It’ll take more than free doughnuts to get Americans vaccinated | Lloyd E. Sheaffer

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A free doughnut? $5 off your purchase? Two hours of pay. What will they offer for the next pandemic?  A dozen doughnuts?

Lloyd E. Sheaffer (Capital-Star file)

The White House is encouraging businesses to offer incentives to citizens to be inoculated against COVID-19. The Centers for Disease Control and Prevention offer quite a range of lures to reel in those who are not yet vaccinated.

In my view such an approach is both a strategic and a tactical misstep.

I’ll be clear: I think everyone, save those with legitimate health concerns, should be vaccinated against COVID-19.

In fact, I feel being immunized against the disease should be required for participation in public schools, in colleges and universities, in sports, and so on. However, having to resort to stunts such as being entered into a sweepstakes to win Super Bowl tickets debases the entire process to return our nation to a healthy condition.

I am not surprised, though. We have moved well beyond the days of the citizenry acting and sacrificing for the commonweal of society.

As divisions continue to multiply among our US population, the matter of being vaccinated predictably led to further inimical arguments and deleterious actions—or inactions—among our people and governmental representatives.

Given the obdurate positions so many folks cling to about the vaccine situation, an hour’s free babysitting at the YWCA while parents are inoculated will not change an intractable mind.

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From a different perspective, a strategy of offering incentives — bribery? — not only is not a winning strategy but also can lead to further and future undesirable consequences.

Although she is writing to a business audience, leadership consultant Kristen Harcourt in the article “7 Problems With Employee Incentives” explains why using incentives to motivate workers often has undesirable outcomes rather than positive results.  She writes, “The problem is that [incentive plans don’t] work. In fact, following the practice of offering carrots and sticks can actually have the opposite effect, and decrease performance.”

Harcourt, citing behaviorist Daniel Pink, summarizes the frequent unintended outcomes of incentive programs:

  • They can extinguish intrinsic motivation.
  • They can diminish performance.
  • They can crush creativity.
  • They can crowd out good behavior.
  • They can encourage cheating, shortcuts, and unethical behavior.
  • They can become addictive.
  • They can foster short-term thinking.

Some of these unintentional ramifications ought to have been considered before pouring out inducements to the unvaccinated.

“They can extinguish intrinsic motivation” applies to the loss of civic and social responsibility citizens should uphold for the good of the whole nation; the body politic is not a “me” community but a “we” community. Upright citizens should proudly sacrifice the “me” for the “we” in times of attacks on our country’s safety and well being.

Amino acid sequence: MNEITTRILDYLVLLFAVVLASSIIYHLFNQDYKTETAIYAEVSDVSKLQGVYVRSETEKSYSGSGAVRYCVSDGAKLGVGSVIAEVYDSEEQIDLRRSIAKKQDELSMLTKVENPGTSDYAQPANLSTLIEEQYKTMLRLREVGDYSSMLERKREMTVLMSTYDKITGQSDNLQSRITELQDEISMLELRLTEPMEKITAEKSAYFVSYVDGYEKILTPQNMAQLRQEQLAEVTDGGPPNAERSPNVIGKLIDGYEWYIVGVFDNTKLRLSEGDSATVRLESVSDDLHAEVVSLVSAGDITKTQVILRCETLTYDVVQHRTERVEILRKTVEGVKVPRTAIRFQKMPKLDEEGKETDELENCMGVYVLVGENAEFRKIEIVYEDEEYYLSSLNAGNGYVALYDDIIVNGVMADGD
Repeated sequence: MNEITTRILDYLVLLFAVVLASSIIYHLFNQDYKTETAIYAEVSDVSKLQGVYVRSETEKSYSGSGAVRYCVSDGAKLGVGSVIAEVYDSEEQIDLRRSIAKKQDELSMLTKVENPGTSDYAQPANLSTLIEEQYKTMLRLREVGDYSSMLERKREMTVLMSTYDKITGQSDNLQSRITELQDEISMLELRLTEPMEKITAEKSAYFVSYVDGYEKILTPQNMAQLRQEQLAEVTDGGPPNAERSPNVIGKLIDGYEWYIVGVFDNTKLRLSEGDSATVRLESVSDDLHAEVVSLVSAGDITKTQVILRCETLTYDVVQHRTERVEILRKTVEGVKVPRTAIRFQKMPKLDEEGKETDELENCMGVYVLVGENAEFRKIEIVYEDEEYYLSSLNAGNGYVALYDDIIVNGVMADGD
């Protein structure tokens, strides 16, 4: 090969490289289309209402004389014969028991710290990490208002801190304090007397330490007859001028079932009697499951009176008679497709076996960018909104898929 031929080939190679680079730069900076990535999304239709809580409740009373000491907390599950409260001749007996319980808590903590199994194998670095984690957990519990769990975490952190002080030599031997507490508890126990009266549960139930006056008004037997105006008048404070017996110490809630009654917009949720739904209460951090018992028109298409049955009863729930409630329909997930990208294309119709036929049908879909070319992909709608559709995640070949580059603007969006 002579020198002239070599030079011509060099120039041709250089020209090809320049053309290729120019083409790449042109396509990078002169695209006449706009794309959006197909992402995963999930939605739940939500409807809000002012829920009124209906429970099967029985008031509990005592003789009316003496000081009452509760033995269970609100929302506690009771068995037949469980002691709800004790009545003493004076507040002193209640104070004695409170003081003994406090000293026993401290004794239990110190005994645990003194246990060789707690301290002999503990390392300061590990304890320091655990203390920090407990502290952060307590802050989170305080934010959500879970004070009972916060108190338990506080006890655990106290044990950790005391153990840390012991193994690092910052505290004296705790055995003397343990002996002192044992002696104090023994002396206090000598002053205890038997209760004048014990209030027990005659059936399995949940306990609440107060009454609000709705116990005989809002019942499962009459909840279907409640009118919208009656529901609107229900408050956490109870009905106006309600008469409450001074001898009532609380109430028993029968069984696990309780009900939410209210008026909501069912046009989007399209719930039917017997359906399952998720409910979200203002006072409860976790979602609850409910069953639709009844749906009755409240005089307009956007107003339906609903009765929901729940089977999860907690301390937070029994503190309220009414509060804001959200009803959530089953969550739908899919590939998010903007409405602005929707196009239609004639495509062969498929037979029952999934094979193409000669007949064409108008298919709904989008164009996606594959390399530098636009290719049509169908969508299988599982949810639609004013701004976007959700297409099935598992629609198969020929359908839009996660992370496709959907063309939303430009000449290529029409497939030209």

“They can become addictive” is a menacing result of misguided incentives.  When we suffer a future pandemic, and experts claim there will be more, too many people might very well sit back and wait to see what is in it for them — beyond keeping you and your family alive, maybe? — to receive a life-sustaining vaccine or a medicine.

Perhaps some hapless individuals will demand free Major League Baseball season tickets rather than the ones for just June as is now being offered.

“They can encourage cheating, shortcuts, and unethical behavior” can already be seen in the current situation with hordes of irresponsible characters buying faux CDC vaccination cards online. “The Department of Health and Human Services, Office of Inspector General (HHS-OIG) and the FBI have noticed that such cards have been ‘advertised on social media websites, as well as e-commerce platforms and blogs,’” writes health reporter Bruce Y. Lee on Forbes.com.

The Washington Post reports that such fake cards can be purchased on eBay for as little as $9.49. Some will view that as a cheap outlay for the opportunity to be rewarded with tickets to the 2022 Daytona 500 NASCAR race.

President Joe Biden’s aims are commendable: He wants the nation (1) to become immune to the scourge of COVID-19, (2) to enable the nation to resume productive, profitable lives, and (3) to repair the divisions in the nation engendered by the pandemic.

“A house divided against itself cannot stand,” opined both Jesus (in Mark 3:25) and President Abraham Lincoln (in a campaign speech he delivered at the 1858 Illinois Republican State Convention).

The current coronavirus vaccination struggles have once again divided our nation’s house.  It will take much more than Krispy Kreme icing or any other incentives to repair the country’s breaches.

We must set aside cynical, selfish, partisan thinking and act—perhaps even sacrifice—for the good of the entire citizenry. Only then will we live out the dream of our founders: ” …to form a more perfect Union, establish Justice, insure domestic Tranquility, provide for the common defence, promote the general Welfare, and secure the Blessings of Liberty to ourselves and our Posterity.”

What other incentive should you need?  Please . . . get vaccinated.

Opinion contributor Lloyd E. Sheaffer, a retired English and Humanities teacher, writes from North Middleton Township, Pa. His work appears monthly on the Capital-Star’s Commentary Page. Readers may email him at [email protected].